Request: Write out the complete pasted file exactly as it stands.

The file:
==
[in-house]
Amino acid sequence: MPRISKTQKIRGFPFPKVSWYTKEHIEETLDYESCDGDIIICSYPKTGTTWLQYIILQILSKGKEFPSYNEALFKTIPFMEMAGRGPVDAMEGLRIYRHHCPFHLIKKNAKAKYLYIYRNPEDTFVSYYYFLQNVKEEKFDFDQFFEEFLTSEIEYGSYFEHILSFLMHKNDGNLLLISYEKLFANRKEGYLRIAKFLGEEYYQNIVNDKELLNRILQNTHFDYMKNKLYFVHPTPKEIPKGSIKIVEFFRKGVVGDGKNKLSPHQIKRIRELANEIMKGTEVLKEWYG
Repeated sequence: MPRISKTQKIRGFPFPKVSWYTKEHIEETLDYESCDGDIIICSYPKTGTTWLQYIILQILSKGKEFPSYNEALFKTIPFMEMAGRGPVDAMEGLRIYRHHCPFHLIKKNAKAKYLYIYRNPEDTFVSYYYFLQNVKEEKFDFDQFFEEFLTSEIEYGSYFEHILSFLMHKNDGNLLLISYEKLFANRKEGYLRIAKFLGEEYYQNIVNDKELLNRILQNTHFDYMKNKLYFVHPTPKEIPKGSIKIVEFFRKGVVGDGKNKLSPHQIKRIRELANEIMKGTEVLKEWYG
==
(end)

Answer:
[in-house]
Amino acid sequence: MPRISKTQKIRGFPFPKVSWYTKEHIEETLDYESCDGDIIICSYPKTGTTWLQYIILQILSKGKEFPSYNEALFKTIPFMEMAGRGPVDAMEGLRIYRHHCPFHLIKKNAKAKYLYIYRNPEDTFVSYYYFLQNVKEEKFDFDQFFEEFLTSEIEYGSYFEHILSFLMHKNDGNLLLISYEKLFANRKEGYLRIAKFLGEEYYQNIVNDKELLNRILQNTHFDYMKNKLYFVHPTPKEIPKGSIKIVEFFRKGVVGDGKNKLSPHQIKRIRELANEIMKGTEVLKEWYG
Repeated sequence: MPRISKTQKIRGFPFPKVSWYTKEHIEETLDYESCDGDIIICSYPKTGTTWLQYIILQILSKGKEFPSYNEALFKTIPFMEMAGRGPVDAMEGLRIYRHHCPFHLIKKNAKAKYLYIYRNPEDTFVSYYYFLQNVKEEKFDFDQFFEEFLTSEIEYGSYFEHILSFLMHKNDGNLLLISYEKLFANRKEGYLRIAKFLGEEYYQNIVNDKELLNRILQNTHFDYMKNKLYFVHPTPKEIPKGSIKIVEFFRKGVVGDGKNKLSPHQIKRIRELANEIMKGTEVLKEWYG